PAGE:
Winter Warmers… Spices: Ginger

I tend to add more spices in the winter for my food, increasing the yang energy at this time of year… but spices can also be used for many things – here’s a favourite 🙂

Ginger (Zingiber officinale) is a perennial plant that grows in India, China , Mexico, and several other countries. It originated in India and was introduced the China at a very early date. Ginger has been used as a spice and medicine from ancient times by India and China. Chinese herbalists have relied on ginger as a medicine and food flavouring for more than 2,500 years. There are numerous references to ginger in Sanskrit literature and in Chinese medical treatises. It has been used as a medicine in India from Vedic period and has been known as a “universal great medicine” by Ayurvedic texts.

Ginger is zesty and has a peppery flavor . It acts as a digestive, expels cough, purifies blood and is invigorating. Ginger speeds metabolic rate, plus it inhibits nausea and vomiting often caused by morning sickness or motion sickness.

In holistic health, ginger is used to strengthen the yang energy of the Kidneys and the will. Traditionally associated with the astrological planet Mars (a symbol of force and virility) this dynamic, fiery essence activates will-power, stimulates initiative and restores determination. With a combined action on the heart and the mind, it can in addition help to boost confidence and morale, particularly in those with poor vitality. It is perfect for easing mood swings, to help shake off a tendency to procrastinate and to alleviate general feelings of disconnection. All in all, ginger is great to re-energise the body and soul, bringing it back into positive grounding focus.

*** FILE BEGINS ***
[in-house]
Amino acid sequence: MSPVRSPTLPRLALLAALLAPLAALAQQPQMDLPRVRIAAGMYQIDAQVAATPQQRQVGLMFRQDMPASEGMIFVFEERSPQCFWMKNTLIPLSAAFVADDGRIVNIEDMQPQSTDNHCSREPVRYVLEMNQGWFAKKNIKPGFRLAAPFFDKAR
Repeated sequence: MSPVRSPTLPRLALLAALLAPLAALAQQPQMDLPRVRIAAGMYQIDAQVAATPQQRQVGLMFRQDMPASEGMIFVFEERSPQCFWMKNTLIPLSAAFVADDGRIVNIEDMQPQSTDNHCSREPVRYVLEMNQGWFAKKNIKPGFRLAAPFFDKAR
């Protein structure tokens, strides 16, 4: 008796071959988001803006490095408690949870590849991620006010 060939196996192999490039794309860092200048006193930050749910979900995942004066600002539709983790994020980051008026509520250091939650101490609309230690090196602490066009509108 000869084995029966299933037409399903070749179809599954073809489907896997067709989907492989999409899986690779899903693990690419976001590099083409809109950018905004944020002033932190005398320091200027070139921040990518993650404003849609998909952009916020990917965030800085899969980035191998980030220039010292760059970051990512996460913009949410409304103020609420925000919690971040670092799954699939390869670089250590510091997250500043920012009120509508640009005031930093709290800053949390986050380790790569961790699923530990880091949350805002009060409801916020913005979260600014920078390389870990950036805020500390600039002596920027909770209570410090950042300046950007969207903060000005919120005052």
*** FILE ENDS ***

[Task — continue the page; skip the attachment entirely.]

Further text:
Ginger is derived from the root of a perennial plant. The ginger root may be consumed raw, steeped in hot water to make a tea or added to a variety of dishes. Ginger is also available in capsules, prepared teas and as an essential oil.

Ginger may be used for hair care:

It has circulatory agents that help stimulate the hair follicle’s growth cycle. Additionally it is rich in fatty acids which are recommended for hair loss and the thinning of the hair shaft. For a simple hair treatment, combine 1 tablespoon of finely grated fresh ginger with 1 tablespoon of sesame or jojoba oil. You may choose to combine it with another oil too if you prefer. This formula mixture can be used in two ways. The first way is to apply it before or after shampooing. If applied after, be sure to rinse extremely well. The second way is to massage into the scalp and leave on for a minimum time of 30 minutes. After using it, shampoo or rinse out well with warm water.

Here are some more ways in which you may use Ginger:
For instant grounding of the senses: Place 2-3 drops of pure essential oil of ginger in a diffuser or place on a cotton ball and inhale 2 to 3 times.

For joint problems, muscle pain and backache: Use 2-3 drops of pure essential oil of ginger into 1 ounce of carrier oil and massage into affected area. Or use 2-3 drops in a hot or cold compress on affected area.

For sinus problems, sore throat or as a decongestant: Use 2-3 drops of essential oil of ginger as a steam inhalation.

To revitalize the libido: Use 2-3 drops essential oil of ginger in 1 ounce of carrier oil and use as a massage, or diffuse 2-3 drops into the air.

A warming Ginger tea for those cold mornings!

For every day life, this is definaely a wonderful spice to keep in your kitchen.

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